Fine Print

AAA

DEFINITION of 'Fine Print'

Contract terms and conditions, disclosures or other important information that are not included in the main body of a document, but in footnotes or a supplemental document. Reading and understanding the fine print is essential when entering into an agreement. It often contains information that the issuer does not want to call to the recipient's attention, but that is essential for the recipient to know.

INVESTOPEDIA EXPLAINS 'Fine Print'

The information in the fine print may be required by law or may be recommended by a company's legal department. For example, the fine print of a credit card agreement might include: the card's introductory APR, the APR after the introductory period ends, the length of the introductory period, the APR for balance transfers and cash advances, the card's annual fee, its late payment fee and other crucial details. As another example, if an investor was reading a public company's financial report, he or she might have to read the fine print to learn about the company's accounting methods, long-term debt, employee stock ownership, pending litigation and other issues.

RELATED TERMS
  1. Consumer Liability

    The accountability put on consumers to not act in a negligent ...
  2. Boilerplate

    The standardization of a legal document's structure and language. ...
  3. Term Sheet

    A non-binding agreement setting forth the basic terms and conditions ...
  4. Advisor

    1. The person or company responsible for making investments on ...
  5. Prospectus

    A formal legal document, which is required by and filed with ...
  6. Risk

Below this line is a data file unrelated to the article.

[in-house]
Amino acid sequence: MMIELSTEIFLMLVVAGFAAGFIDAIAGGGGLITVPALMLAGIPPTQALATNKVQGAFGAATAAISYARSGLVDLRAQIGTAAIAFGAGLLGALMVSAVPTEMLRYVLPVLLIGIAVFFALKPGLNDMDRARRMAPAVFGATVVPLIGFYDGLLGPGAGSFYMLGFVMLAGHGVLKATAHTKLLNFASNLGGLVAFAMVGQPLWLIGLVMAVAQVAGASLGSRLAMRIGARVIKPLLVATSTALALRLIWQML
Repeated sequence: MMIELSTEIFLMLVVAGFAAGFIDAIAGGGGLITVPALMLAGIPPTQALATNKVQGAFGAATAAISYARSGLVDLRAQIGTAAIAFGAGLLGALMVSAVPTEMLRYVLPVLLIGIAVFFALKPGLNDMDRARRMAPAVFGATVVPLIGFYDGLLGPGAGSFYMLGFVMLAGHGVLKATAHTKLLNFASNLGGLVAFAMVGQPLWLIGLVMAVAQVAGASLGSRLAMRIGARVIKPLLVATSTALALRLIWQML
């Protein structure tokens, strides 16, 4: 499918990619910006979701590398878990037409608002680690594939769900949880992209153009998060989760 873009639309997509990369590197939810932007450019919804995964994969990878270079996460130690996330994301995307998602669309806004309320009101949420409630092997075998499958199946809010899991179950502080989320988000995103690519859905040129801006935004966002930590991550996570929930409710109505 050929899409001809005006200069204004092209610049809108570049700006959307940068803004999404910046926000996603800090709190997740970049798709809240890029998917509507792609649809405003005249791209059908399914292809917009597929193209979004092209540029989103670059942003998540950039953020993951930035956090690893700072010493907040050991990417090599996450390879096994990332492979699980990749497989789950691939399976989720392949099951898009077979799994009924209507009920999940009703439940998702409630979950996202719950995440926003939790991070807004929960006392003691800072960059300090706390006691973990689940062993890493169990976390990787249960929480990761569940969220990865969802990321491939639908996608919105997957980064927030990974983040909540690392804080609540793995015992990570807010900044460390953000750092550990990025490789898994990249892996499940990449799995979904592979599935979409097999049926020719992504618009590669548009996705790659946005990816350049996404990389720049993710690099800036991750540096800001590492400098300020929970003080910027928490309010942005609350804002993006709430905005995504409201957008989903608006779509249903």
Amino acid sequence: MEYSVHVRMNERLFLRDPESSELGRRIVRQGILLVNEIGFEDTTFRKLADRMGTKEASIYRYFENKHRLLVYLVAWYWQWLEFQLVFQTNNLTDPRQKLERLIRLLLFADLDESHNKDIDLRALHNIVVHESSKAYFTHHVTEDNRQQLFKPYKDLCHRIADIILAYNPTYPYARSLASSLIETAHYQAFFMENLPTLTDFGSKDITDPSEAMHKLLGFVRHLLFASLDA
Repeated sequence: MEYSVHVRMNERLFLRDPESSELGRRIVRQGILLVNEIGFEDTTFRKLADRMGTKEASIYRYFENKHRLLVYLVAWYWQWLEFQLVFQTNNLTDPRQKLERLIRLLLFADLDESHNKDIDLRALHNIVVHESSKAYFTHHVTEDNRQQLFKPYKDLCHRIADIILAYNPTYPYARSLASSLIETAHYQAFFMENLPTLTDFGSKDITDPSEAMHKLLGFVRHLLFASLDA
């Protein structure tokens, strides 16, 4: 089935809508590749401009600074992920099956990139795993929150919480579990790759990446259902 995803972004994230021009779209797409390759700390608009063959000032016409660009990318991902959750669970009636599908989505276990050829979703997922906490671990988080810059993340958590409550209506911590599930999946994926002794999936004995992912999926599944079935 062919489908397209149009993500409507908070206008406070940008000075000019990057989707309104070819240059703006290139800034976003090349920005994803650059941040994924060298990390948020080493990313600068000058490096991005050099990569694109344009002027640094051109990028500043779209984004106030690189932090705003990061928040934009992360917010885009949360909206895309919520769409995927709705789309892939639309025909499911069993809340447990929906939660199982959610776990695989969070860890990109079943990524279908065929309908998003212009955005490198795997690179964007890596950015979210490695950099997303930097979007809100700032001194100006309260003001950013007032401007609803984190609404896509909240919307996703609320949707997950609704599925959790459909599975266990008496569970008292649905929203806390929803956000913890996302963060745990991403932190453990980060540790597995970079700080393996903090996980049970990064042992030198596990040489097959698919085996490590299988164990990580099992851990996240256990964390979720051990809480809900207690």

The chance that an investment's actual return will be different ...
Related Articles
  1. Fundamental Analysis

    Financial Footnotes: Start Reading The Fine Print

    Find out what could be hidden in this often-overlooked part of the financial statements.
  2. Investing Basics

    Callable CDs: Check The Fine Print

    These offer higher returns than regular certificates of deposit, but there's a catch.
  3. Investing Basics

    A Guide To Risk Warnings And Disclaimers

    Learn what the phrase "Past performance may not reflect future performance" really means.
  4. Options & Futures

    Variable Annuity Benefits: What The Fine Print Won't Tell You

    Learn the truth before you strap yourself into these annuity "seat belts".
  5. Economics

    What is Earnest Money?

    An earnest money deposit shows the seller that a buyer is serious about purchasing a property.
  6. Investing

    What's a Run Rate?

    Run rate is a term used to denote annualized earnings extrapolated from a shorter time frame. Management uses the run rate to estimate future revenues.
  7. Professionals

    Financial Accounting

    Financial accounting is the process of gathering, recording, summarizing and reporting financial data relating to a business. The ultimate goal is to accurately report the financial picture and ...
  8. Investing

    What are Direct Costs?

    Direct costs for finished goods refer to the items and services directly used in production. Other costs such as rent and insurance for the production site are indirect costs. These costs may ...
  9. Investing

    What is Contingent Liability?

    A contingent liability is an amount that might have to be paid in the future, but there are still unresolved matters that make it only a possibility. Lawsuits and the threat of lawsuits are the ...
  10. Investing

    What's Accrued Interest?

    Accrued interest has two meanings. In accounting, it is interest that has been earned, but the time for payment has not yet occurred.

You May Also Like

Hot Definitions
  1. Fiat Money

    Currency that a government has declared to be legal tender, but is not backed by a physical commodity. The value of fiat ...
  2. Interest Rate Risk

    The risk that an investment's value will change due to a change in the absolute level of interest rates, in the spread between ...
  3. Income Effect

    In the context of economic theory, the income effect is the change in an individual's or economy's income and how that change ...
  4. Price-To-Sales Ratio - PSR

    A valuation ratio that compares a company’s stock price to its revenues. The price-to-sales ratio is an indicator of the ...
  5. Hurdle Rate

    The minimum rate of return on a project or investment required by a manager or investor. In order to compensate for risk, ...
  6. Market Value

    The price an asset would fetch in the marketplace. Market value is also commonly used to refer to the market capitalization ...
Trading Center